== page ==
Olga was never nervous except in his presence, but she would have rather died than have had him know it.
“Nick taught me,” she said, “years ago, when he first lost his arm. It’s about the only thing he can’t do himself.”
“I’ve noticed that he’s fairly agile,” commented Max. “What did he have his arm cut off for? Couldn’t he make himself conspicuous enough in any other way?”
Olga’s cheeks flamed. “He was wounded in action,” she said shortly.
Max cocked one corner of his mouth. “And so entered Parliament in a blaze of glory,” he said. “Vote for the Brave! Vote for the Veteran! Vote for the One-Armed Hero! Never mind his politics! That empty sleeve must have been absolutely invaluable to him in his electioneering days.”
But joking on this subject was more than Olga could bear. The sight of the empty sleeve was enough to bring tears to her eyes at times even now. To hear it thus lightly spoken of was intolerable.
“How dare you say such a thing!” she exclaimed. “As if Nick—Nick!—would ever stoop to take advantage of a thing like that. Nick, who might have won the V.C., only—” She broke off with vehement self-repression. “I’m an idiot to argue with you!” she said.
“Don’t be too hard on yourself!” said Max kindly. “Your imbecility takes quite an attractive form, I assure you. So our gallant hero occupies the shrine of your young affections, does he? It must be rather cramping for him. Is he never allowed to come out and stretch himself?”
Olga said no word in answer. Her lips were firmly closed.
“Poor chap!” said Max. “He must find it a tight squeeze, notwithstanding his size. If you don’t slow up pretty soon, fair lady, you will knock the Priory into a heap of ruins.”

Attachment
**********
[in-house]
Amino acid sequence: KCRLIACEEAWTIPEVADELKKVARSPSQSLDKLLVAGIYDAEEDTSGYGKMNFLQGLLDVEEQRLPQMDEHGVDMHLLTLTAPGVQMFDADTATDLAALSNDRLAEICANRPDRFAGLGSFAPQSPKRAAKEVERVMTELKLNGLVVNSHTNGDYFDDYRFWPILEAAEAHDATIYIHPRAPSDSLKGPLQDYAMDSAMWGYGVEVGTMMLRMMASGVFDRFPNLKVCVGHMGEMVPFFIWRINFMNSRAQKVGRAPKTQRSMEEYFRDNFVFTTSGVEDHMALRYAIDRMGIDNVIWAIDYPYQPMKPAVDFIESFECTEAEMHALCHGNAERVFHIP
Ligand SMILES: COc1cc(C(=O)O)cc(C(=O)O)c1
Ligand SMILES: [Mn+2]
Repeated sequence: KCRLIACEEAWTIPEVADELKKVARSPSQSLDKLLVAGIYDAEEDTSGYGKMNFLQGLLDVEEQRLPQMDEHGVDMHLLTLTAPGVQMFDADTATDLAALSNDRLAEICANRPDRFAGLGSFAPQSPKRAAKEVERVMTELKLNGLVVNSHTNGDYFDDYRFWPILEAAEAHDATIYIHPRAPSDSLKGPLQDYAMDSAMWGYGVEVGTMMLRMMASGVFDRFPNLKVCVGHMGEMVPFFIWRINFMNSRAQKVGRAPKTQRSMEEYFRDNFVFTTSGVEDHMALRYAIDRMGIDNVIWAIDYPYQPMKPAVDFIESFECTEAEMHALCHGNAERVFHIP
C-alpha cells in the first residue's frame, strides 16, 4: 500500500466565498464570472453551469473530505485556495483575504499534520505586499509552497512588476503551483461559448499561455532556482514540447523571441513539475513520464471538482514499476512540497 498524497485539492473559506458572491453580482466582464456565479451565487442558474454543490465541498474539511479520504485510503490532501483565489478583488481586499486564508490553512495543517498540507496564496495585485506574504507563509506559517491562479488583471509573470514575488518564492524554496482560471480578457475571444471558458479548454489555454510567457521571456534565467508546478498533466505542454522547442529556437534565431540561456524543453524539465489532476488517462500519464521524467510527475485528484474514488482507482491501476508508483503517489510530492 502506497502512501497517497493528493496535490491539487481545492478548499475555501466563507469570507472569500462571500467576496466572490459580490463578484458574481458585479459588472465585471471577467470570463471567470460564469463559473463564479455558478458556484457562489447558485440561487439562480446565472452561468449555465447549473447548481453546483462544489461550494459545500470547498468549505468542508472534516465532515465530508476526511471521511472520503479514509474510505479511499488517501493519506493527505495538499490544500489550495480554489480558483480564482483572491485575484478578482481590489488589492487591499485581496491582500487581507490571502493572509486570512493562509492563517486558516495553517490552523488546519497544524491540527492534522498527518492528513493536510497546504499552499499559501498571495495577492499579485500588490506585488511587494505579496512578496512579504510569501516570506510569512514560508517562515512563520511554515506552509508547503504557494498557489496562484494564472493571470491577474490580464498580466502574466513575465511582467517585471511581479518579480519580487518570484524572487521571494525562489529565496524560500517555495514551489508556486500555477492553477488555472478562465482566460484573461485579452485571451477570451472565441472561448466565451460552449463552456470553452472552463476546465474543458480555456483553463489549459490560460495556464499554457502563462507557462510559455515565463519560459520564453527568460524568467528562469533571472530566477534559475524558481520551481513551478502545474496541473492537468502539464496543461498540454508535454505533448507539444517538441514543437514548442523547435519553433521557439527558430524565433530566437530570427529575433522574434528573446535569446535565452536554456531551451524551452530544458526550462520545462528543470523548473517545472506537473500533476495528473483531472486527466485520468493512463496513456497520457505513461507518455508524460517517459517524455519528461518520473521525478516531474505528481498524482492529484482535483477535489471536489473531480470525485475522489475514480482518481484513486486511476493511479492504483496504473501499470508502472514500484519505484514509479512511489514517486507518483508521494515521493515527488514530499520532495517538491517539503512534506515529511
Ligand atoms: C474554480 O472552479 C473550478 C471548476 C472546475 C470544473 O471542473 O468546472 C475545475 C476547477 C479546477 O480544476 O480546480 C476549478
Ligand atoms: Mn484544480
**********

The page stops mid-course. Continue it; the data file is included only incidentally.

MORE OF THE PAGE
“I know what I’m about,” breathed Olga.
He caught the remark and threw it back with his customary readiness. “Do you really? I humbly beg to question that statement. If you did know, you would proceed with caution.”
Olga applied her brake and brought the car adroitly to a standstill in front of the house before replying. Then she flung him a challenging glance.
“Yes,” he said with deliberation. “I don’t question your cleverness, fair lady;—only your wisdom. You are too prone to let your feelings run away with you, and that is the most infectious disorder that I know.”
She laughed, avoiding his eyes, and hotly aware of a certain embarrassment that made reply impossible. “Perhaps, when you have quite finished your lecture, you will get out,” she said, “and let me do the same. It’s hot sitting here.”
“Evidently,” said Max.
He turned and descended, held up a hand to her, then, as she ignored it, stooped to guard her dress from the wheel. She whisked it swiftly from his touch, and ran in through the open door, encountering the master of the house just coming out with a suddenness that involved a collision.